World Economy

Euro Gaining Ground

Euro Gaining Ground Euro Gaining Ground

After its biggest slide since being created in 1999, the euro is finding a floor. A torrent of money unleashed by the European Central Bank is fueling demand from US and other international investors for the region’s stocks – and the currency needed to buy them.

Global mutual funds and exchange-traded funds that focus on European equities attracted $63.6 billion this year through April 22, up 70 percent over the same period in 2014, according to data compiled by EPFR Global, Bloomberg reported.

Rather than a referendum on the outlook for growth in the eurozone, demand for the 19-nation currency reflects appetite from investors who want a piece of this year’s 19 percent rally in the region’s stocks.

“European equities went from being an incredibly unloved asset class to very fashionable almost overnight,” David Donabedian, the Atlanta-based chief investment officer at Atlantic Trust Private Wealth Management, which oversees $26.2 billion, said April 23. “In the short term, the euro will probably firm a bit more.”

Demand for the region’s equities has driven the Stoxx Europe 600 Index to a record since ECB President Mario Draghi announced his quantitative-easing plan on Jan. 22.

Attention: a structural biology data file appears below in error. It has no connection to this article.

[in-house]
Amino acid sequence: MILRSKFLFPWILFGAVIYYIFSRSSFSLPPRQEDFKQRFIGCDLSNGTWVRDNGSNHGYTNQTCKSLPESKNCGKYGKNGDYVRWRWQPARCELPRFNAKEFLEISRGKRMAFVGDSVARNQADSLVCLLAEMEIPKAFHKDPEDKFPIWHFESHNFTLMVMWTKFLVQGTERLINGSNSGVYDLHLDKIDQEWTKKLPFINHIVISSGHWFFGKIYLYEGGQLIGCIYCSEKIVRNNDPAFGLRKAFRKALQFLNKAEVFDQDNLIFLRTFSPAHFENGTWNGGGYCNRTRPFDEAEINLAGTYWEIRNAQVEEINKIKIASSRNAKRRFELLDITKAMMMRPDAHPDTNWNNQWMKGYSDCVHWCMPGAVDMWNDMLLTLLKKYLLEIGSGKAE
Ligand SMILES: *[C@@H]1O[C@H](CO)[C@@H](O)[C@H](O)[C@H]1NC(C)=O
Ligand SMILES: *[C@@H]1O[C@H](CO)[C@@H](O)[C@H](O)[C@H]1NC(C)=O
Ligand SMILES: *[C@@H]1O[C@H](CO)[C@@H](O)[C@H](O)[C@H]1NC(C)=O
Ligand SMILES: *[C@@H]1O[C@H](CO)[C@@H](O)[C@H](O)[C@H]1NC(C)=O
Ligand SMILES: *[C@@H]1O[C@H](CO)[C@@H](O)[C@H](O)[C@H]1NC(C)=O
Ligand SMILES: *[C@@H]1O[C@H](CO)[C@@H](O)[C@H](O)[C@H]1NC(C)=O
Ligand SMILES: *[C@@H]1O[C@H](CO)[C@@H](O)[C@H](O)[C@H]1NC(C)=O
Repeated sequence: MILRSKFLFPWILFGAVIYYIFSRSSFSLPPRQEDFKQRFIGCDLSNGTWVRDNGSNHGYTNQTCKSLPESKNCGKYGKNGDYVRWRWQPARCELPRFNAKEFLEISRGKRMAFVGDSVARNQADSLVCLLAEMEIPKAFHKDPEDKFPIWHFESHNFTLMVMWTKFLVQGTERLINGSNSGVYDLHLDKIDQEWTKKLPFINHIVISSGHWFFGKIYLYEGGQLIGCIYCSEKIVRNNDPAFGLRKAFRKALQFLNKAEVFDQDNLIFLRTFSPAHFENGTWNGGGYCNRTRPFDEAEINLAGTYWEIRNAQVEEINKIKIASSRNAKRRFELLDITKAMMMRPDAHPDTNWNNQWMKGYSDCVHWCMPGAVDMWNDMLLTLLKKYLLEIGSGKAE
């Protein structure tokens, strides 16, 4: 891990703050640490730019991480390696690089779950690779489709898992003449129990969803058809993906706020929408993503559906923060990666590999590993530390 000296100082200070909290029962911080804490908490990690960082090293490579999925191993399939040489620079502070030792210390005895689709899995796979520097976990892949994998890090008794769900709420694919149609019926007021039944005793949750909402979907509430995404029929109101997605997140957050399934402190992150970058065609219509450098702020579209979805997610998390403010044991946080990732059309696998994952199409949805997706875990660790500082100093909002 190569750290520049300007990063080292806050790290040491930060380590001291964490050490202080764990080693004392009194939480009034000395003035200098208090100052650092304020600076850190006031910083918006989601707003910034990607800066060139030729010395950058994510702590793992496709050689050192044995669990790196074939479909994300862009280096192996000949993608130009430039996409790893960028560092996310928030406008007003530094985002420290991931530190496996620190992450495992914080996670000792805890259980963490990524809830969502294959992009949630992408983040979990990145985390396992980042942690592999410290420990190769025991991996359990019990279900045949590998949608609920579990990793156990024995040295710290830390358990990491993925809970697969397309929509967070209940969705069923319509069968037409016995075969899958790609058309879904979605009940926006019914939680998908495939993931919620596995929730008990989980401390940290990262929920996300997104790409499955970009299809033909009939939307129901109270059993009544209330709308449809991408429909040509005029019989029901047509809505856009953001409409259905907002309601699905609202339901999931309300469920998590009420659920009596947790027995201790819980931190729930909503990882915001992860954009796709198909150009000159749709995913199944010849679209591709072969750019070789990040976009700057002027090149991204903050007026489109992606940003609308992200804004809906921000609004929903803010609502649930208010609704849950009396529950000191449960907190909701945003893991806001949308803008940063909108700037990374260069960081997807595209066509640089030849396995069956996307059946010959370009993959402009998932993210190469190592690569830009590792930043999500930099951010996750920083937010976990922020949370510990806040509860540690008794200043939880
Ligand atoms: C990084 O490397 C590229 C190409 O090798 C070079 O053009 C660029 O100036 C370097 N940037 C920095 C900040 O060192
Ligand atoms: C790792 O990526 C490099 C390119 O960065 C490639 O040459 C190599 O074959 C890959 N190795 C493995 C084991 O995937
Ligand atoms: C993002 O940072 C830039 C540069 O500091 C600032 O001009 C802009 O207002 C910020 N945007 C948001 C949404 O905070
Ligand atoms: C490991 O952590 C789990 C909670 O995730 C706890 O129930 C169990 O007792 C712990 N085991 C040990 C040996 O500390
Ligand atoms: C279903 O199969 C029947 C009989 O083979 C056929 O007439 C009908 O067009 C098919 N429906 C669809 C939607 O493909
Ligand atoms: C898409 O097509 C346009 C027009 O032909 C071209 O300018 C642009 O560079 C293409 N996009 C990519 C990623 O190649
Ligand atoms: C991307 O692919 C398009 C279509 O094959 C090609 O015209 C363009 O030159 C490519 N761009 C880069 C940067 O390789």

Unhedged Strategies

Some money managers are forgoing currency hedges on their European investments, Nomura Holdings Inc. analysts led by Jens Nordvig wrote in an April 17 note.

About 30 percent of the $25.5 billion channeled into US exchange-traded funds focused on European equities went into unhedged strategies, according to data compiled by Bloomberg. That $8 billion is about comparable to the entire amount that was invested in the same period of 2014 across both hedged and unhedged ETFs with a similar focus.

“If you’re a North American investor, we finally have QE, we finally have policy makers responding,” Susanne Alexandor, a senior member of the investment team at Cougar Global Investments Ltd., a Toronto-based investor in ETFs with $1.3 billion under management, said April 21.

 Trading Band

After tumbling from almost $1.40 in May 2014, the euro is poised to rise in April for the first time in 10 months. It was at $1.0862 at 11:30 a.m. in Tokyo, up from $1.0731 at the end of March. Since March 6, it has closed in a five-cent trading band between $1.0496 and $1.0970.

Cash has exited the euro region as ECB bond-buying took debt securities out of the market, sending yields below zero. About 135 billion euros ($147 billion) flowed from the region into foreign portfolio assets in the last three months of 2014, according to Deutsche Bank AG, about 90 percent of which was attributable to fixed income.

While some of that money is returning to the continent’s stock markets, investors such as Philippe Brugere-Trelat of Franklin Templeton wonder whether that is enough to turn the tide for the shared currency.